When I heard that he would be on a panel at University of Central Lancashire BA in Publishing's Northern Young Adult Literature Festival I jumped at the opportunity to ask him some questions. 

Q&A with Bali Rai

Can you describe Stay A Little Longer in five words?
Shared depression, unexpected friendship, hope.

What inspires your writing?
The biggest inspiration is real British lives. I’ve always wanted to write about and to explore the lives of everyday British people. Whether it’s a new story, a political situation, or simply a family drama that I’ve witnessed, I try to use real world characters in my stories, and was inspired to do so by my hero, Sue Townsend. I once said that Sue wrote about the next-door neighbours, and that’s what I do, I suppose. Although I also love writing more imaginative and fantastical stories too.

I’m also heavily influenced by other writers, and by film and TV drama too. Basically, any story, in any format, that makes me think and creates an emotional response. You can add music and even art to that list, too. I think of myself as a human being who explores the voices of other human beings, often those whose stories haven’t been properly heard.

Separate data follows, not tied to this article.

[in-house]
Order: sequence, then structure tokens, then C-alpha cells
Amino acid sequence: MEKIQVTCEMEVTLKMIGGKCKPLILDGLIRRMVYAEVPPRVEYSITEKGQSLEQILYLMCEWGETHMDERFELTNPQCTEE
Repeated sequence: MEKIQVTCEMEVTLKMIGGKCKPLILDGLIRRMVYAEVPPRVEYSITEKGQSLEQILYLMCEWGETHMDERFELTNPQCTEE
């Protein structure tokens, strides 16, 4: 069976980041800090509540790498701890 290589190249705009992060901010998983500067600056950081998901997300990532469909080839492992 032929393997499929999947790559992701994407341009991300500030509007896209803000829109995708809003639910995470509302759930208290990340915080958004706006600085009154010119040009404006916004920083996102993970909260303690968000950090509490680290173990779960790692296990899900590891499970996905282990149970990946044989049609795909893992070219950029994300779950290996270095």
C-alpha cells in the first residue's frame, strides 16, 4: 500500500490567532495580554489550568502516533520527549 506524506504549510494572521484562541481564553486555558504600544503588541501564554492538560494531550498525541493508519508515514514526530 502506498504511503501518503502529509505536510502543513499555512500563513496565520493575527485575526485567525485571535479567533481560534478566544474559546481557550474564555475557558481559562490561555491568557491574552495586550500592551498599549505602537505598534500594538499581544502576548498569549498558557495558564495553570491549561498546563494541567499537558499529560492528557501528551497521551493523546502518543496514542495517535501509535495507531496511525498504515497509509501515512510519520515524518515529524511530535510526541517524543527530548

Which of your characters would you most like to sit down and have a cuppa with?
That’s a tough question! I love Nanny, from my book The Crew, so he’d be on that list. Also, both Gurnam and Aman from Stay A Little Longer. There’s so much more to both of their lives, and I’d love to find out more, if that makes sense? I’d like to meet several others too, and in essence every character I write is someone I’d love to have a chat with. So, I’m taking the cheats way out of this question and saying all of them!

What is your favourite thing about writing for teens?
I’ve always maintained that I write about teens, rather than for them. And I do that because the books I wanted to read as a teenager, about regular everyday British people (and certainly BAME people) were few and far between. My hope was to do my bit to rectify that situation.

I also love that teens are so openminded and have not succumbed to the cynicism of adult life. There’s a freshness, a newness, about the way teens view the world and their emotions, and I like to explore that. I had a very tough time as a teenager, coping with losing my father to illness, poverty, and often long bouts of crippling self-doubt and depression. It’s not something I talk about much in public, but I explore it through my teenage characters.